Three Major Endorsements of Health Courts New York Times Columnist David Brooks, the Committee for a Responsible Federal Budget, and Esquire Magazine Endorse Special Courts

NEW YORK, Nov. 1, 2010 /PRNewswire/ -- Three major endorsements of health courts (also called medical courts) have recently emerged, as the nation grapples with ever-rising health care costs and the reality that better care at a lower cost is needed.

  • In his October 28th column in The New York Times, David Brooks endorsed medical courts, writing: "Companies like Ford cut wasteful spending while doubling down on productive investment. That's exactly what the nation has to do over all. There have to be cuts, the president could say, in unaffordable pension commitments, in biofuel subsidies and useless tax breaks. But there also have to be investments in things that will produce a vibrant economy for our children: a simpler tax system with lower rates on investment; more scientific research; a giant effort to improve Hispanic graduation rates; medical courts to rationalize the malpractice system and so on."

  • In the current issue of Esquire, the magazine's Commission to Balance the Federal Budget calls for the creation of medical courts. The Commission was chaired by MSNBC's Lawrence O'Donnell and composed of four renowned former U.S. senators: two Democrats, Bill Bradley and Gary Hart, and two Republicans, John Danforth and Bob Packwood. Following is the Commission's recommendation:  "Institute medical-malpractice reform through the establishment of medical courts. This proposal would establish medical courts -- similar to bankruptcy courts -- in which verdicts are made by judges trained to evaluate scientific evidence. As an alternative to the current trial-by-jury system for medical-malpractice lawsuits, this proposal would decrease the number of frivolous lawsuits that reach trial, increase the speed with which meritorious lawsuits reach trial, and reduce administrative costs for the federal judiciary. It would also discourage the practice of defensive medicine, whereby health-care providers, under the constant threat of litigation, often order unnecessary (and costly) tests and procedures to hedge against potential lawsuits."

  • The bipartisan Committee for a Responsible Federal Budget endorsed health courts in a report titled "Let's Get Specific: Health Care", dated September 30th. The Commission is chaired by former Congressmen Bill Frenzel, Timothy Penny, and Charlie Stenholm and is based at the New America Foundation. An excerpt of the report reads:  "Enact Medical Malpractice Liability Reform. Though it is certainly not the main driver of health care cost growth, our broken tort system drives costs higher than they should be. Currently, the direct costs of malpractice liability -- including malpractice insurance premiums, settlements, awards, and administrative costs -- equal about 2 percent of health expenditures. More significantly, the current system encourages 'defensive medicine,' where providers order unnecessary medical services in order to avoid possible lawsuits. By giving providers and insurers more certainty, we can reduce both the direct and indirect costs of the tort system without significantly hurting overall health outcomes. We recommend creating 'health courts' made up of expert jurors who can better rule on whether a physician is liable for an injury, the extent to which he or she did or didn't follow best practices, and the appropriate award for a given injury."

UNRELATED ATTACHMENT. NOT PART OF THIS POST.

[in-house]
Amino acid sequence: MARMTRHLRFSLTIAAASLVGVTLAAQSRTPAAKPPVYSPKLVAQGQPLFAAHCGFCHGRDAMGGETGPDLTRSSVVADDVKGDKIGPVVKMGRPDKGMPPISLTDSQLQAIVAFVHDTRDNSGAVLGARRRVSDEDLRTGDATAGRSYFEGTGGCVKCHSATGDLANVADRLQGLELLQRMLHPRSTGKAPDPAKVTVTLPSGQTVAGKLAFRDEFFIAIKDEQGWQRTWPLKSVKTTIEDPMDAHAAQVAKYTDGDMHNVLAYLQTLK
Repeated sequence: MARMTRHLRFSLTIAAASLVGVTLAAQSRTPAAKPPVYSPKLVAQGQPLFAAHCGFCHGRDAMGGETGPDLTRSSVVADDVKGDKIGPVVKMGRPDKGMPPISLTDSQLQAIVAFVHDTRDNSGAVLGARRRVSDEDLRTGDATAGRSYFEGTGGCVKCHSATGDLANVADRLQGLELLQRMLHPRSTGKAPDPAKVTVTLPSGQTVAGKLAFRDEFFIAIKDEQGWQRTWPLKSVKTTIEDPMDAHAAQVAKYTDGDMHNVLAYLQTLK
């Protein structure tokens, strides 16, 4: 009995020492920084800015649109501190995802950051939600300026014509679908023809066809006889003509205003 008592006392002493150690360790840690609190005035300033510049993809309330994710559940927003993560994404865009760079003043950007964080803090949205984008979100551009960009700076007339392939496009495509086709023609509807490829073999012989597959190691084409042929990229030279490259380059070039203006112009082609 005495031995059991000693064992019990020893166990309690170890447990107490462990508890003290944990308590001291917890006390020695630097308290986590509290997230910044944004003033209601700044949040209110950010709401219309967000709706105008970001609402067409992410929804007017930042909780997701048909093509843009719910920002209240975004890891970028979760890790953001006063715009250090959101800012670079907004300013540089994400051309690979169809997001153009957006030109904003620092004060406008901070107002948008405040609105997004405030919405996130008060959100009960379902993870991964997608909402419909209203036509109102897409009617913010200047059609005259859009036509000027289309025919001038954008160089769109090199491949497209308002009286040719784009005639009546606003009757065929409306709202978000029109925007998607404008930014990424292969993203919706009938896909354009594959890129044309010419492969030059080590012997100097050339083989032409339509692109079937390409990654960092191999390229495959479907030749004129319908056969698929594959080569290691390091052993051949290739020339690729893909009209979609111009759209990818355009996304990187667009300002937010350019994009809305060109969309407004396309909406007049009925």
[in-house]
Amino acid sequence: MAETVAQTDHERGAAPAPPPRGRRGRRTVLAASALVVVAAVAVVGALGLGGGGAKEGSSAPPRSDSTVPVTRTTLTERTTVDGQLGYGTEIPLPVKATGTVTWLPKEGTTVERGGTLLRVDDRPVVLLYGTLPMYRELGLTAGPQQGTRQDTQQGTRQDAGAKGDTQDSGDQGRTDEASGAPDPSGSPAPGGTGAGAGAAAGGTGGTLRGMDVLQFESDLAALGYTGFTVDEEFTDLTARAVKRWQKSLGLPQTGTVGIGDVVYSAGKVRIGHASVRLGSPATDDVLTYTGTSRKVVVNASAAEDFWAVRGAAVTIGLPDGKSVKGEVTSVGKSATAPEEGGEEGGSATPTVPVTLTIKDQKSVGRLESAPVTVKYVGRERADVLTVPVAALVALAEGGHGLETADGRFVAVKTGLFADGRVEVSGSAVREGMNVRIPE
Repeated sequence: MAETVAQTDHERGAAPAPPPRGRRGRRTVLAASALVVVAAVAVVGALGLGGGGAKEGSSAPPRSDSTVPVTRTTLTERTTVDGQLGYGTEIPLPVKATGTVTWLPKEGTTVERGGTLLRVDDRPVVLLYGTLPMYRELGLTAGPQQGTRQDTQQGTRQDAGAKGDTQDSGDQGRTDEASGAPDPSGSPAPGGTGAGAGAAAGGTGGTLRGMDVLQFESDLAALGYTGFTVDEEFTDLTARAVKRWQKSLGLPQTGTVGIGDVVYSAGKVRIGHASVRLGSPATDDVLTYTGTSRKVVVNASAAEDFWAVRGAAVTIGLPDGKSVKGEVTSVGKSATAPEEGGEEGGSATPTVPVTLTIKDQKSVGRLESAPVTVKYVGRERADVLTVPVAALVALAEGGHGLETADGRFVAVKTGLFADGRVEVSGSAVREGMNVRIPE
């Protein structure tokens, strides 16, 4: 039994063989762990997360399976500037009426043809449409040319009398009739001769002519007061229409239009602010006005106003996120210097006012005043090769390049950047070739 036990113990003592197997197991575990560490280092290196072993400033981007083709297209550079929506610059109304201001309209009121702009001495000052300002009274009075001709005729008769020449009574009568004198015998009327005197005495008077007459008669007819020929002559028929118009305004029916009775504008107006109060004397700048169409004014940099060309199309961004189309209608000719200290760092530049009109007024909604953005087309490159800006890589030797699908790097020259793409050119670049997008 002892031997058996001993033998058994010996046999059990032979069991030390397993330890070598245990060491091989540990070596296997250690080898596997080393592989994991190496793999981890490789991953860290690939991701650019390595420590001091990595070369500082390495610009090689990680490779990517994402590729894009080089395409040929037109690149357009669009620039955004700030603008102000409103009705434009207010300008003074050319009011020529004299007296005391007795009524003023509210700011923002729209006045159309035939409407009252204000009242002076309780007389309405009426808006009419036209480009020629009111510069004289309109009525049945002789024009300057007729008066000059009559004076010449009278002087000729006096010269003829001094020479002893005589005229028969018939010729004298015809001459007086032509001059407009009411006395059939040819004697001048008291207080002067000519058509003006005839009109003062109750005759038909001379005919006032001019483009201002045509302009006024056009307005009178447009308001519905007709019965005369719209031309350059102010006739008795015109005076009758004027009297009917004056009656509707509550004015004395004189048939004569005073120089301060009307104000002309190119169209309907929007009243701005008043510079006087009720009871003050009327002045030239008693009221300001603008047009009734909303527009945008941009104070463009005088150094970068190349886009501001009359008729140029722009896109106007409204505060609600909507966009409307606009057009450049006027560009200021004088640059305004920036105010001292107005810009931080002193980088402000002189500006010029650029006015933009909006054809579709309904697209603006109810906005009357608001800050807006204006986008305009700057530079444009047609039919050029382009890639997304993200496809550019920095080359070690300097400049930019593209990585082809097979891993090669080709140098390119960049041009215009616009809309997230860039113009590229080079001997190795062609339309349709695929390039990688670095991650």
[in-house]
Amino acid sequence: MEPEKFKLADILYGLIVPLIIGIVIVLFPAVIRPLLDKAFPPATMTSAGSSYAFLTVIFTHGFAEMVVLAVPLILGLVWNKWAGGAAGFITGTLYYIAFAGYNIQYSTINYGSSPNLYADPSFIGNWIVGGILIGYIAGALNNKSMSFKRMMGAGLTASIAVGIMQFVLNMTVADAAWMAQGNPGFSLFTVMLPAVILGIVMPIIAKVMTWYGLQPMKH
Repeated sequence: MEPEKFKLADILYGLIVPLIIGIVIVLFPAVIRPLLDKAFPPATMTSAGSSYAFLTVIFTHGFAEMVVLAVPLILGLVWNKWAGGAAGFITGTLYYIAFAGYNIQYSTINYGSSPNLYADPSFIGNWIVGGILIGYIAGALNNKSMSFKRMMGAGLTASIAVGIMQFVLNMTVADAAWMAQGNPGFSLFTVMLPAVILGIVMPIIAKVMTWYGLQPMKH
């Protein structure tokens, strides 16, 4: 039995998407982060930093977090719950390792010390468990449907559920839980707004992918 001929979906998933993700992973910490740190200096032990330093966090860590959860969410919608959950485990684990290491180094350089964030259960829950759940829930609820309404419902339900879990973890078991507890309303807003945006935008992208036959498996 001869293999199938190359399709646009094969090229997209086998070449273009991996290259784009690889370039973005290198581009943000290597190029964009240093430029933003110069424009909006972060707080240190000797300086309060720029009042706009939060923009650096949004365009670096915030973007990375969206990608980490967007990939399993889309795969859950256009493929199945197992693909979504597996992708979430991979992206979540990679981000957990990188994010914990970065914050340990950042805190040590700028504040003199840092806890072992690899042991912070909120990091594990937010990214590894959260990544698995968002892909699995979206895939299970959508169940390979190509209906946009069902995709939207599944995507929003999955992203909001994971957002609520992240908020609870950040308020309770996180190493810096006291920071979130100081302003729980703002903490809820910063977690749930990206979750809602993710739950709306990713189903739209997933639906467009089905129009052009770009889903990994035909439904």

The concept of health courts originated with, and has long been championed by, Common Good, working in conjunction with experts at the Harvard School of Public Health and with funding from The Robert Wood Johnson Foundation. Health courts would have judges dedicated full-time to resolving health care disputes. The judges would make written rulings to provide guidance on proper standards of care. These rulings would set precedents on which both patients and doctors could rely. As with similar administrative courts that exist in other areas of law -- for tax disputes, workers' compensation, and vaccine liability, among others -- there would be no juries. To assure predictability and fairness, each ruling could be appealed to a new Medical Appellate Court.

"Support is building for health courts, because they are essential to reducing costs and restoring the trust essential to safe and effective care," said Philip K. Howard, Chair of Common Good. "The trial lawyer lobby has so far blocked health courts, but momentum is building to put the public interest first."

Common Good (www.commongood.org) is a nonpartisan legal reform coalition dedicated to restoring common sense to America. The Chair of Common Good is Philip K. Howard, a lawyer and author of Life Without Lawyers and The Death of Common Sense.

SOURCE Common Good



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